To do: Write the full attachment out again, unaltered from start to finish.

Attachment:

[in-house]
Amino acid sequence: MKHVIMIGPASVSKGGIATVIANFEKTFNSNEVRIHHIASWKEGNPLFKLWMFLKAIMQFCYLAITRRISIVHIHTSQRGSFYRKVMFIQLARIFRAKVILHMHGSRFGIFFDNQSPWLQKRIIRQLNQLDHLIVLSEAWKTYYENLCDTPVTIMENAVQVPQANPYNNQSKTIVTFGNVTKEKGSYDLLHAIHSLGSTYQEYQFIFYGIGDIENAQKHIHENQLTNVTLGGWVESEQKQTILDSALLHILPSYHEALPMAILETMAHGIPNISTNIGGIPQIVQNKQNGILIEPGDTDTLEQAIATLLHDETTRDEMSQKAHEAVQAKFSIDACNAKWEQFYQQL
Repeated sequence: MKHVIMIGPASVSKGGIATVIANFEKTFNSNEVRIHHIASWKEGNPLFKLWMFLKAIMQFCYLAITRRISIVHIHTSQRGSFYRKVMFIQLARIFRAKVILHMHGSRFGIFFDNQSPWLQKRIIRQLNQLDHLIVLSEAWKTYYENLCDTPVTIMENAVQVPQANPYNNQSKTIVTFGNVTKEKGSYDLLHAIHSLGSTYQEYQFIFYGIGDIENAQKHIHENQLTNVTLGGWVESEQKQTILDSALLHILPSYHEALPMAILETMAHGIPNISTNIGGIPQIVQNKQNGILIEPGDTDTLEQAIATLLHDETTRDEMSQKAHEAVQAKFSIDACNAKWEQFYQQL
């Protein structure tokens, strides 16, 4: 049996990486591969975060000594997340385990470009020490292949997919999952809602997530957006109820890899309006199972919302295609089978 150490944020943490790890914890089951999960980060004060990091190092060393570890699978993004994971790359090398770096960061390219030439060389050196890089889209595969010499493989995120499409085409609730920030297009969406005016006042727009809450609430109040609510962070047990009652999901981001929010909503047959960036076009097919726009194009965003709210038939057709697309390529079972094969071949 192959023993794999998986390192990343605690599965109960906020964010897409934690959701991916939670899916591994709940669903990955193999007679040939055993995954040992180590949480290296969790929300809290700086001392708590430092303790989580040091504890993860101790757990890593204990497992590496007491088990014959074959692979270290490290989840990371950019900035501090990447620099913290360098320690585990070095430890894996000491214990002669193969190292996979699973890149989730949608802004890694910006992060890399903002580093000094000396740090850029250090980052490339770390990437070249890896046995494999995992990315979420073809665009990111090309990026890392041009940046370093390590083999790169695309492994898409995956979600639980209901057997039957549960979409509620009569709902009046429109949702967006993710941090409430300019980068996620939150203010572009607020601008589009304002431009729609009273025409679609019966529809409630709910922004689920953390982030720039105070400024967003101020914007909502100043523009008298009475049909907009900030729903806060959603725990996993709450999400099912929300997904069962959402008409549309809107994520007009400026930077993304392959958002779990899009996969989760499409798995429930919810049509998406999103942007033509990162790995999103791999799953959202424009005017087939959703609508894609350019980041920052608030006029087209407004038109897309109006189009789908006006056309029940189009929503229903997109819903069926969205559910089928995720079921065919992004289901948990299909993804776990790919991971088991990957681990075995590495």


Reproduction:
[in-house]
Amino acid sequence: MKHVIMIGPASVSKGGIATVIANFEKTFNSNEVRIHHIASWKEGNPLFKLWMFLKAIMQFCYLAITRRISIVHIHTSQRGSFYRKVMFIQLARIFRAKVILHMHGSRFGIFFDNQSPWLQKRIIRQLNQLDHLIVLSEAWKTYYENLCDTPVTIMENAVQVPQANPYNNQSKTIVTFGNVTKEKGSYDLLHAIHSLGSTYQEYQFIFYGIGDIENAQKHIHENQLTNVTLGGWVESEQKQTILDSALLHILPSYHEALPMAILETMAHGIPNISTNIGGIPQIVQNKQNGILIEPGDTDTLEQAIATLLHDETTRDEMSQKAHEAVQAKFSIDACNAKWEQFYQQL
Repeated sequence: MKHVIMIGPASVSKGGIATVIANFEKTFNSNEVRIHHIASWKEGNPLFKLWMFLKAIMQFCYLAITRRISIVHIHTSQRGSFYRKVMFIQLARIFRAKVILHMHGSRFGIFFDNQSPWLQKRIIRQLNQLDHLIVLSEAWKTYYENLCDTPVTIMENAVQVPQANPYNNQSKTIVTFGNVTKEKGSYDLLHAIHSLGSTYQEYQFIFYGIGDIENAQKHIHENQLTNVTLGGWVESEQKQTILDSALLHILPSYHEALPMAILETMAHGIPNISTNIGGIPQIVQNKQNGILIEPGDTDTLEQAIATLLHDETTRDEMSQKAHEAVQAKFSIDACNAKWEQFYQQL
């Protein structure tokens, strides 16, 4: 049996990486591969975060000594997340385990470009020490292949997919999952809602997530957006109820890899309006199972919302295609089978 150490944020943490790890914890089951999960980060004060990091190092060393570890699978993004994971790359090398770096960061390219030439060389050196890089889209595969010499493989995120499409085409609730920030297009969406005016006042727009809450609430109040609510962070047990009652999901981001929010909503047959960036076009097919726009194009965003709210038939057709697309390529079972094969071949 192959023993794999998986390192990343605690599965109960906020964010897409934690959701991916939670899916591994709940669903990955193999007679040939055993995954040992180590949480290296969790929300809290700086001392708590430092303790989580040091504890993860101790757990890593204990497992590496007491088990014959074959692979270290490290989840990371950019900035501090990447620099913290360098320690585990070095430890894996000491214990002669193969190292996979699973890149989730949608802004890694910006992060890399903002580093000094000396740090850029250090980052490339770390990437070249890896046995494999995992990315979420073809665009990111090309990026890392041009940046370093390590083999790169695309492994898409995956979600639980209901057997039957549960979409509620009569709902009046429109949702967006993710941090409430300019980068996620939150203010572009607020601008589009304002431009729609009273025409679609019966529809409630709910922004689920953390982030720039105070400024967003101020914007909502100043523009008298009475049909907009900030729903806060959603725990996993709450999400099912929300997904069962959402008409549309809107994520007009400026930077993304392959958002779990899009996969989760499409798995429930919810049509998406999103942007033509990162790995999103791999799953959202424009005017087939959703609508894609350019980041920052608030006029087209407004038109897309109006189009789908006006056309029940189009929503229903997109819903069926969205559910089928995720079921065919992004289901948990299909993804776990790919991971088991990957681990075995590495």